Touchless Gesture User Interface to be demo’d IFA

Tired of marking up that touchscreen display with fingerprints? That may soon come to end if device manufactures adopt a new Touchless Gesture User Interface technology developed by Elliptic Labs in their products.

Elliptic plans to showcase their “Mimesign” technology at IFA in Berlin from the 3rd to 8th of September 2010. Mimesign will bring intuitive ways for people to interact with devices. The possibilities range from tablets, remote controls or in-car media controls. The interface is based on ultrasound technology and allows the user to remain in an unchanged state. Meaning, you can pimp slap your way through a photo album.

It’s really as simple as it sounds. A set of gestures are programmed in to the interface allowing the user to navigate with free, unrestricted hand movements. It’s a great invention and has many practical uses, for instance waving your hand to change radio stations in the car is much safer than leaning over to find the button. But waving your hand across the air to change photos on your media player is a bit of extra work for me, I would rather tap the edge of the screen to flip pictures than to wave my hand across two feet of air. Perhaps the movements in the video are more dramatic than they need to be?


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4 Comments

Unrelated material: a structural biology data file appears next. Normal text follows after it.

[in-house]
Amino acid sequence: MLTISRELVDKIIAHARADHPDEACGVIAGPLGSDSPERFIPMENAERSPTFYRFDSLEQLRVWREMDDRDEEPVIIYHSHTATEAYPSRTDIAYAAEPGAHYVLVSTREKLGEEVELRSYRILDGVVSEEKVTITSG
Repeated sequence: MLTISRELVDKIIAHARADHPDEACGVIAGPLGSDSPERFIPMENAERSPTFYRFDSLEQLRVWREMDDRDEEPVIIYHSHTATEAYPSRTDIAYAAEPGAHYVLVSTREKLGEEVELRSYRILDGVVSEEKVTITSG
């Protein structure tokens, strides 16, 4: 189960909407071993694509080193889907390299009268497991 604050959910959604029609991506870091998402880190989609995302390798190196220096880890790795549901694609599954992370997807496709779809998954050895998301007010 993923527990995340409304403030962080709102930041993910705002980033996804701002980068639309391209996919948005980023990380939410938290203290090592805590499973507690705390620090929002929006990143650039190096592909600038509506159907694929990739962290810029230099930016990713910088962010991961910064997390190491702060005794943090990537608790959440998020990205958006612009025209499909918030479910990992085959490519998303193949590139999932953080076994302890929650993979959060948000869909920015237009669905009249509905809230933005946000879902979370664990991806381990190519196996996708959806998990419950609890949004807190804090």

1. lordB8r says:

    Perhaps it’s me, but these gestures seem wildly inefficient…I’d rather a simple swipe versus a whole waving of a body part…

  2. Mark says:

    Kinect has more potential in my view (using cameras instead of high pitch noises) – http://123kinect.com/

  3. Neil says:

    I can see it being a novel, engaging interface for museum displays.

    That being said, I can’t see it being adopted in personal devices.

    Ergonomically, it would require a lot more energy to wave your entire arm and hand as opposed to just your finger. People are inherently lazy and would prefer the minimal amount of movement.

    Also, consider the amount of haptic space available for a device, whether it’s at your desk in your car or on public transit. There’s no conceivable way that this would be a viable interface when you would be smacking people in the face around you just to navigate your browser.

  4. Lauralee says:

    Let’s hope they standardize the gestures across platforms (no proprietary gestures, please!) and map them to the same functions. The idea of having to learn different gestural languages to interact with different machines isn’t very inviting.

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